It involves the digitization and streamlining of steps in the customer journey which were formerly done manually (Edelman and Singer, 2015). Automation Streamlining involves condition based activities on the top of Artificial intelligence and Natural Level Processing. By studying the formal complex consumer journey, automation makes it more easy, effective and creates the essential foundation for sticky journey (Edelman and Singer, 2015). The process of turning highly complex back-end algorithms into simple, engaging, and user friendly front-end called “Superior Automation”. Consider how amazon changes your life From selling online electronics (e.g. amazon.com) to offline groceries (e.g. Amazon Go). By collecting your digital and real world footprints amazon gives you more personalised purchasing triggers.

Proactive Personalization

In a simplified way, understanding of consumer’s past interactions and give them a better customize shopping experience. Such as Google Ads, which show you only those advertisements which is relevant to your past activities on internet. Many companies are now using proactive personalization to study the consumer behavioural pattern by tracking them across multiple channels & blending data from multiple sources (Edelman and Singer, 2015). The process helps companies to create single view of what customers are doing and what they will do next (Edelman and Singer, 2015).

Contextual Interactions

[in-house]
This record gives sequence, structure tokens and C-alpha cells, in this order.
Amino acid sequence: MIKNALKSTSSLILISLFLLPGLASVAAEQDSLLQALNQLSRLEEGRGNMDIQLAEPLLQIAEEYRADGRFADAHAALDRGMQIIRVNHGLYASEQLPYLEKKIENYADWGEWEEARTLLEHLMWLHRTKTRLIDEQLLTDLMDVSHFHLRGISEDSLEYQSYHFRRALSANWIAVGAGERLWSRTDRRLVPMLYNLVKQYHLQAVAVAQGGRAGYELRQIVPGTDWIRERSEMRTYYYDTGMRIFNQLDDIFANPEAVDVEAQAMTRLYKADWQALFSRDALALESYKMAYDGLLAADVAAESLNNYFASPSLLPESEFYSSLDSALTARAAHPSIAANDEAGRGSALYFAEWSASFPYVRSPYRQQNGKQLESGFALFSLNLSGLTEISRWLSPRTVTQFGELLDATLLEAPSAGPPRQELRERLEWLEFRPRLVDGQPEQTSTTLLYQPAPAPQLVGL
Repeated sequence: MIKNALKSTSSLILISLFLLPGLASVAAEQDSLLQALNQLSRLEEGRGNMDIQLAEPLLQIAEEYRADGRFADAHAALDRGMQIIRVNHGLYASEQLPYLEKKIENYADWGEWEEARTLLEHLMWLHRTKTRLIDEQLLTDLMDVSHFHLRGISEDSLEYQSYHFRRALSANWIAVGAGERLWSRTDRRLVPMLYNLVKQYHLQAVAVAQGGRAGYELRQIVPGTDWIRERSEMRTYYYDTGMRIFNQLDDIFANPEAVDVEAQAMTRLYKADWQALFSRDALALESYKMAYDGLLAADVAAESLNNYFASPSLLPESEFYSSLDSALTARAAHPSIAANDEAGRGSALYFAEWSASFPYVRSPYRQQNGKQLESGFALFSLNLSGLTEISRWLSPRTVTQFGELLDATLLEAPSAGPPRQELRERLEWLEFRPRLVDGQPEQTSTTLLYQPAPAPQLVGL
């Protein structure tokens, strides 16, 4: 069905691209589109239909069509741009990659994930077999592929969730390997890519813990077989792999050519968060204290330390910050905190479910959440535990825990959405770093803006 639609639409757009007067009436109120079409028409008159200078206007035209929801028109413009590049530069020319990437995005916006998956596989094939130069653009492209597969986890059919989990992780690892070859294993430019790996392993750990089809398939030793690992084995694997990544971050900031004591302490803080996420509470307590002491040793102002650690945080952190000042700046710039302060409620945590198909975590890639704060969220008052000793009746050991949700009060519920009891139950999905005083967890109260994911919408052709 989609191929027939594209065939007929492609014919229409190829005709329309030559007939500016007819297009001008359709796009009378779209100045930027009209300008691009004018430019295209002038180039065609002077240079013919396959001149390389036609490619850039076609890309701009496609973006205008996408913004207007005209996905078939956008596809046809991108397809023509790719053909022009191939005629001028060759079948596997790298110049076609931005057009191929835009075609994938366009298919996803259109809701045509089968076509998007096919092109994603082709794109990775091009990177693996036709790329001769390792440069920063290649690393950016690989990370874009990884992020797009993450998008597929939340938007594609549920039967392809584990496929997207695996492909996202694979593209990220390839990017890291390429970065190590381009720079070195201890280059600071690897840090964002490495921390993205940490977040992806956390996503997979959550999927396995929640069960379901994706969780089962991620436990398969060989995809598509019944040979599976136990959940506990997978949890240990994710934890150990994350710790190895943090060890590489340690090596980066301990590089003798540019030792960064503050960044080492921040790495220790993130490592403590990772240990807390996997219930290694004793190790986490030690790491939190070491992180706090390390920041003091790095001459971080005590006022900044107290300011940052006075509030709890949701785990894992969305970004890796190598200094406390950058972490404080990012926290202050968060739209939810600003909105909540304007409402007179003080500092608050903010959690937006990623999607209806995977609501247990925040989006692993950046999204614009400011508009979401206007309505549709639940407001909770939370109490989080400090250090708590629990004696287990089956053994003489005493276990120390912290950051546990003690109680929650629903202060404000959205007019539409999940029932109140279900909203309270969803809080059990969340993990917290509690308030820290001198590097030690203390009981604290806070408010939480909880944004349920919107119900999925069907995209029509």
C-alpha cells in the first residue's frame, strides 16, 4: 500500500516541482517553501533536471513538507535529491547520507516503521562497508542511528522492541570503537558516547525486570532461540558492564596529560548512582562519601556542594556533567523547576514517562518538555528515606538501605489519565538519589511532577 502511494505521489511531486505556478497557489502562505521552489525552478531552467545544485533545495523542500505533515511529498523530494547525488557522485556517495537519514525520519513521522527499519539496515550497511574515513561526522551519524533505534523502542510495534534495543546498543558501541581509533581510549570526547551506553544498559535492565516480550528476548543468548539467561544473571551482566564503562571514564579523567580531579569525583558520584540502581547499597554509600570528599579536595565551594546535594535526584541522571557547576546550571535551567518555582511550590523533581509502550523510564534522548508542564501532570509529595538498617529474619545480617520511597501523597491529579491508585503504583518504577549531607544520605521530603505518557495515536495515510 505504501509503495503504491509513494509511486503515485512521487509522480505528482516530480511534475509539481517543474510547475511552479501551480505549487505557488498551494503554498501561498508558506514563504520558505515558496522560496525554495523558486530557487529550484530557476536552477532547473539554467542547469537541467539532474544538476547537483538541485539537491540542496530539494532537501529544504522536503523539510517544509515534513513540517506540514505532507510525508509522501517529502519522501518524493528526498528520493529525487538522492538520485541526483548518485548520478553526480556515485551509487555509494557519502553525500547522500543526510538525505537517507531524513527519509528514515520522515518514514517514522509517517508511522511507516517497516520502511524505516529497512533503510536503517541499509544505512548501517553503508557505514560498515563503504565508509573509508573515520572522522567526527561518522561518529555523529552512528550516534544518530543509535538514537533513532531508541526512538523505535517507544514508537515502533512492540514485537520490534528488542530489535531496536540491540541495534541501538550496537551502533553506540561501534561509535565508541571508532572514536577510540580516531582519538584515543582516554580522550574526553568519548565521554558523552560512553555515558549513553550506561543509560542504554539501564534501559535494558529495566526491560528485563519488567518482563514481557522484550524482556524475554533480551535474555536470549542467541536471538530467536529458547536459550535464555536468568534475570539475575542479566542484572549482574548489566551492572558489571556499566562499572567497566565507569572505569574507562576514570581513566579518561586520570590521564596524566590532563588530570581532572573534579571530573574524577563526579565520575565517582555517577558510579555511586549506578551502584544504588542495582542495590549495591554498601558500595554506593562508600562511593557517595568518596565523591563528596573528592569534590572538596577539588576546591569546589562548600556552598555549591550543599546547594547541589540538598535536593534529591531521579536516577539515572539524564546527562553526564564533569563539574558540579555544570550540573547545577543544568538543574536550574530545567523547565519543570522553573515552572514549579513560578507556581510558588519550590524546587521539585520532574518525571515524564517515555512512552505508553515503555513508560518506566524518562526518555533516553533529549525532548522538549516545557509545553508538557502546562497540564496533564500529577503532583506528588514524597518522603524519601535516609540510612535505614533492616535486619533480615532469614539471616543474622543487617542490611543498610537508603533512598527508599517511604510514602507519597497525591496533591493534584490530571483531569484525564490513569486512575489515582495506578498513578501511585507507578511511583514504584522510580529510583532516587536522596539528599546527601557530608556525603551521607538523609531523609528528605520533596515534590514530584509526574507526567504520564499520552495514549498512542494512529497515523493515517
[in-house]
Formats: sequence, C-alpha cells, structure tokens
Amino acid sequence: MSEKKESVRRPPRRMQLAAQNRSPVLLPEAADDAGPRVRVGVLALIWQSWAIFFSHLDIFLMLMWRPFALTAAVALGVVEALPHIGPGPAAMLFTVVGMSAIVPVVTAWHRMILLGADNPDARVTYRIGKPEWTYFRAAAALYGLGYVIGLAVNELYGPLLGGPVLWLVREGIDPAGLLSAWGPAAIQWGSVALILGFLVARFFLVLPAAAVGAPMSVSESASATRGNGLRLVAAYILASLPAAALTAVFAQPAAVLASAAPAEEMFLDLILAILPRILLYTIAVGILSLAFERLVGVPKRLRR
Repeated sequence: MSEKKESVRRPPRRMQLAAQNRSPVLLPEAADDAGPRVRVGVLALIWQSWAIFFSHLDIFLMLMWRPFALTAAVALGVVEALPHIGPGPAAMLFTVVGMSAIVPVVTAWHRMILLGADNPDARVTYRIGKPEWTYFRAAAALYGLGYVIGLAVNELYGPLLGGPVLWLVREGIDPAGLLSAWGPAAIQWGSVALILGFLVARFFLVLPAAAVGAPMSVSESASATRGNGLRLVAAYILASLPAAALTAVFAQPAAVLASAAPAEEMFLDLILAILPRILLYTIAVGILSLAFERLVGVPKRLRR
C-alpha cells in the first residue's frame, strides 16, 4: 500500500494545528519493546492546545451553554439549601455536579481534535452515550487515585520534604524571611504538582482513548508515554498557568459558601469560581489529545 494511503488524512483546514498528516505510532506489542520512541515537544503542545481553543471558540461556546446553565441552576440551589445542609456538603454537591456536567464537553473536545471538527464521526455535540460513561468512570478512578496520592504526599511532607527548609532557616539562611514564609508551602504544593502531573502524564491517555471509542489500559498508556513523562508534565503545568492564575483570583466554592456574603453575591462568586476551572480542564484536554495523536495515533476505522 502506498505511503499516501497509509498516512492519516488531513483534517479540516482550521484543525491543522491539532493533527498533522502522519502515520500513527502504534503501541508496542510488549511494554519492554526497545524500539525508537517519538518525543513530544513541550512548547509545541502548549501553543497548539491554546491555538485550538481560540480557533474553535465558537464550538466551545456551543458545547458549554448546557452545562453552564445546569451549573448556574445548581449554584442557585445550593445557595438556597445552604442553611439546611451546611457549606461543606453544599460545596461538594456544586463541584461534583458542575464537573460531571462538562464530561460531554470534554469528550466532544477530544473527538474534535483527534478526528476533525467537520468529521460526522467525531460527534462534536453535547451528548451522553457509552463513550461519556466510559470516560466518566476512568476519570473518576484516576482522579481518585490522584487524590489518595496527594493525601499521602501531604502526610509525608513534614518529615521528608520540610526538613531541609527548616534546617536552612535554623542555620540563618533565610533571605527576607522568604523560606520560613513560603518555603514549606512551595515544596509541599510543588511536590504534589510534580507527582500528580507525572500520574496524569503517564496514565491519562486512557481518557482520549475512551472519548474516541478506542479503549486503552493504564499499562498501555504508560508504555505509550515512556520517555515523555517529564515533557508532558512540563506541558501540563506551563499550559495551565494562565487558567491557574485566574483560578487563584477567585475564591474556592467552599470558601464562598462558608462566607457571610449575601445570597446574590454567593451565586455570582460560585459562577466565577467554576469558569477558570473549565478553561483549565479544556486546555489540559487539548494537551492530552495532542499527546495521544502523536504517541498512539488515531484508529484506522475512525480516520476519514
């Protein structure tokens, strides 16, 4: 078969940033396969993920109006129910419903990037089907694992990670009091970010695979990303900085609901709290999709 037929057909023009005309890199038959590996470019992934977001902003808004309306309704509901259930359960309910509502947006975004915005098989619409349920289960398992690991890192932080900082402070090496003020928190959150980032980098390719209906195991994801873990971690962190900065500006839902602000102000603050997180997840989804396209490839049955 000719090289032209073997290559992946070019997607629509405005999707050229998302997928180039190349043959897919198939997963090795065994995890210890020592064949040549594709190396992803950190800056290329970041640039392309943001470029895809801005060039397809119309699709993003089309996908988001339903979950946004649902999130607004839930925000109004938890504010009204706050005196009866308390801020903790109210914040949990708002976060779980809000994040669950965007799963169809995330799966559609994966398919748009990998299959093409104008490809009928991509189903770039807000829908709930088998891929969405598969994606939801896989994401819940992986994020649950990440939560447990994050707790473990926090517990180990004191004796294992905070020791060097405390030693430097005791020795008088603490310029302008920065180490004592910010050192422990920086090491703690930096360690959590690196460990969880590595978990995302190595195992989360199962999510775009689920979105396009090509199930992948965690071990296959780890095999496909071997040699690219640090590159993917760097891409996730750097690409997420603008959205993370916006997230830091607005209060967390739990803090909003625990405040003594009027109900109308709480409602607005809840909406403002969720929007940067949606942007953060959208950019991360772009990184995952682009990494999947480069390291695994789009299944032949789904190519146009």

Another key capability which is actually plays a big role in shaping customer journey. Marketer use this method to enables series of interaction that further shape and influence the consumer journey experience(David and Marc, 2015).

Journey Innovation

The idea of circular customer-centric journey starts with the where traditional theories left. The ongoing innovation in technology gives an opportunity to extend the relationship between a customer and brand (Edelman and Singer, 2015).

4. Identifying the potential of Data in Digital Marketing

As Clive Humbly (2006) puts it, “Data is the new oil.” Which states directly to the power. According to study conducted by Erik Brynjolfsson and his colleagues from MIT and Penn’s Wharton School on how Data Driven Decision Model changes the company’s performance. The results shows companies got 4–6% increase in work efficiency. DDD is also helps companies to gain higher return on investment, asset utilisation and the relationship between two entities seems casual (Provost and Fawcett, 2013). The similar view is held by Lisa Gevelber, “Data beats opinions. The key rule of digital marketing campaigns. Try something unique, track results of each activity; then crank up what works and delete what does not. That is what makes online marketing remarkable. Marketer can control the campaign and it can be change and fix in moments”(Lecinski, 2011). Hence, Data Driven Marketing model is ongoing process, it is not one-way path.

Earlier in 2018, Facebook and Data-Driven Marketing company called Cambridge Analytica comes with the classic example of misusing the power of data analysis (Chang, 2018). It drives our focus to the ethical use of consumer data. Despite many countries started changing online data protection law, it needs more research on the understanding behaviour of consumer manipulation due to online marketing.

5. Conclusion and Limitation

In this research article, a literature review in the field of digital marketing and how it affects the consumer behavior presented. The article discussed the understanding of different consumer decision journey, marketing approaches and pointing the question on the ethical use of consumer’s data in digital marketing.